Category: Society

La gente fa schifo. Vaffanculo alla speranza.

Il risultato a dir poco tragicomico delle ultime elezioni mi ha riportato alla mente uno dei migliori pezzi di George Carlin. Mi permetto di tradurlo in italiano sostituendo l’aggettivo «americano» con «italiano»:

Tutti si lamentano dei politici. Tutti dicono che fanno schifo. Be’, ma da dove pensano che vengano questi politici? Non cadono dal cielo. Non arrivano attraverso una membrana da un’altra dimensione. Vengono da genitori italiani, da famiglie italiane, da case italiane, da scuole italiane, da chiese italiane, da imprese italiane e da università italiane… E sono eletti da cittadini italiani. Questo è il meglio che possiamo fare gente. Questo è quello che abbiamo da offrire. È ciò che produce il nostro sistema: immondizia in entrata, immondizia in uscita. Se hai cittadini egoisti ed ignoranti, avrai dirigenti egoisti ed ignoranti. E i limiti dei mandati non aiuteranno di certo: finirai semplicemente con una nuova cerchia di italiani egoisti ed ignoranti. Quindi, magari, non sono i politici che fanno schifo. Magari è qualcos’altro che fa schifo qui… Come, la gente. Sí, la gente fa schifo. Per qualcuno sarebbe un buon motto per una campagna: «La gente fa schifo. Vaffanculo alla speranza.»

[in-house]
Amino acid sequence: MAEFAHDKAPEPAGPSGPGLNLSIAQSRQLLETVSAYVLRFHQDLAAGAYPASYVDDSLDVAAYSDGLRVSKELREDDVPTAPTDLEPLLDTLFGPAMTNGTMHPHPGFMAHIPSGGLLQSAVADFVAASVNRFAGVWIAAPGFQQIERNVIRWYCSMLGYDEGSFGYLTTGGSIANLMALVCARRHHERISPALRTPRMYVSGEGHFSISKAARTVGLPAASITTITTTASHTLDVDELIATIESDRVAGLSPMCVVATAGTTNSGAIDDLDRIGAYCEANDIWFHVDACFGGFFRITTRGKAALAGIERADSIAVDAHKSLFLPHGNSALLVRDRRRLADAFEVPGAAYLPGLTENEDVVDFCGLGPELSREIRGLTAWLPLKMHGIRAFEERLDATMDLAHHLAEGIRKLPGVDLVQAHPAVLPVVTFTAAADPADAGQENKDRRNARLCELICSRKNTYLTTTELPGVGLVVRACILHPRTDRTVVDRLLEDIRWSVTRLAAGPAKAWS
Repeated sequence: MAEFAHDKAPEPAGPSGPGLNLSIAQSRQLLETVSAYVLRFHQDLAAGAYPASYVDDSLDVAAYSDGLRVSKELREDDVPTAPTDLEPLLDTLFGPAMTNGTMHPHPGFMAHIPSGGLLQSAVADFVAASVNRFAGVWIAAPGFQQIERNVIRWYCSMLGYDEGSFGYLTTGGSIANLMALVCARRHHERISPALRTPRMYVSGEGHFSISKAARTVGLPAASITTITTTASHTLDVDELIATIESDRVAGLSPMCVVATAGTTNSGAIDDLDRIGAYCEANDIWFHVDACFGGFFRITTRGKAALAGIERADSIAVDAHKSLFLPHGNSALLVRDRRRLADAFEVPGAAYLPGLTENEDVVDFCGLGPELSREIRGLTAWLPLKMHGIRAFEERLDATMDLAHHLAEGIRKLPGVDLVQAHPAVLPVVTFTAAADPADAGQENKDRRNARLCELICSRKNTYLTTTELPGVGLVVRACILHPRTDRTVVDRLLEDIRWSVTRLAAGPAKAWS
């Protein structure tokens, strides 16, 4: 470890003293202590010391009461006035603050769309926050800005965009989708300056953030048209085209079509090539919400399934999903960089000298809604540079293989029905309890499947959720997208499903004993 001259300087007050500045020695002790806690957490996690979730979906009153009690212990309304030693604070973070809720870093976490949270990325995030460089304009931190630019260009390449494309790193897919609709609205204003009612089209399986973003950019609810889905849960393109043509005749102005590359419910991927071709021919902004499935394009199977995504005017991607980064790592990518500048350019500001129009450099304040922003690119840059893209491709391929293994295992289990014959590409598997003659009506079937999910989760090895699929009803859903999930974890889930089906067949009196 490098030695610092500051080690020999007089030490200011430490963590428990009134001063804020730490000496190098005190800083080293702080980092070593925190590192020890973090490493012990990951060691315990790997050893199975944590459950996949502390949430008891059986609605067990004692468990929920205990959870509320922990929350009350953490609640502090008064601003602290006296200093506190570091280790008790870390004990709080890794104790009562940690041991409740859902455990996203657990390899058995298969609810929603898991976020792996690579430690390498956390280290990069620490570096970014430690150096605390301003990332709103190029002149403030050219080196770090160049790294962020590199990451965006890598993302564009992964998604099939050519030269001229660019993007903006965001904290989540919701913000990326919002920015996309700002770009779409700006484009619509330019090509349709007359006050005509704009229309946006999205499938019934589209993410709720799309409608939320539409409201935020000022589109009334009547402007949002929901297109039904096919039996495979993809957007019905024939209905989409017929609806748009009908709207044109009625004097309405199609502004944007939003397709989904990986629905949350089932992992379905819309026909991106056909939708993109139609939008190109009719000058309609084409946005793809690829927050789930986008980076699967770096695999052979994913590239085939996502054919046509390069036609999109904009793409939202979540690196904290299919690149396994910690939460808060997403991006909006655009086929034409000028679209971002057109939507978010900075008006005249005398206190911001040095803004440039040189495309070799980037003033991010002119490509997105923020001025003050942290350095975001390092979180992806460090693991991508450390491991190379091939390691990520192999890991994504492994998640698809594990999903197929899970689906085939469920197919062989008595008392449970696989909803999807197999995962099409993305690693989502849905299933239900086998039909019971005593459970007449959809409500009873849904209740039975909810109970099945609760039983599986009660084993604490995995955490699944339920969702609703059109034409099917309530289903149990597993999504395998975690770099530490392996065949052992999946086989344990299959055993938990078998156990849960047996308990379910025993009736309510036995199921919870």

Do not let social networks destroy your social skills

You see them every day. People at restaurants, bars, pubs, clubs, or even private parties, constantly looking at their mobiles… Rather than living their lives, they are validating their lives on social networks. They share their current location, tag their friends, upload pictures of their meals (rigorously altered with some cheap filter), and, since they are already on it, answer messages and leave likes and comments here and there. You name it. All this when they could mingle with the people around them.

Seriously, folks, social networks are are destroying your social skills. Do not let them win. Tonight, turn off your mobile. Spend a night out with the people you really love, talk to them, laugh with them, exchange positive vibes in a way that is possible in the real world only. That is socialising. The rest is just a surrogate of it.

The big 3-0

Yesterday the universe had plenty of happenings: a winter solstice, a total lunar eclipse, the darkest night in 400 years, and, last but not least, the last day of my twenties. Yes, it had to happen: I turned 30 today. “What is important is to be young at heart”, some might say… Bullshit! I honestly hate this big 3-0 and all the social expectations that it implies. Anyway, entering a new decade always triggers some self-reflection. I have looked back at the last ten years of my life, and, inspired by the novel Caos calmo, I have written down some of the things I have done during these years: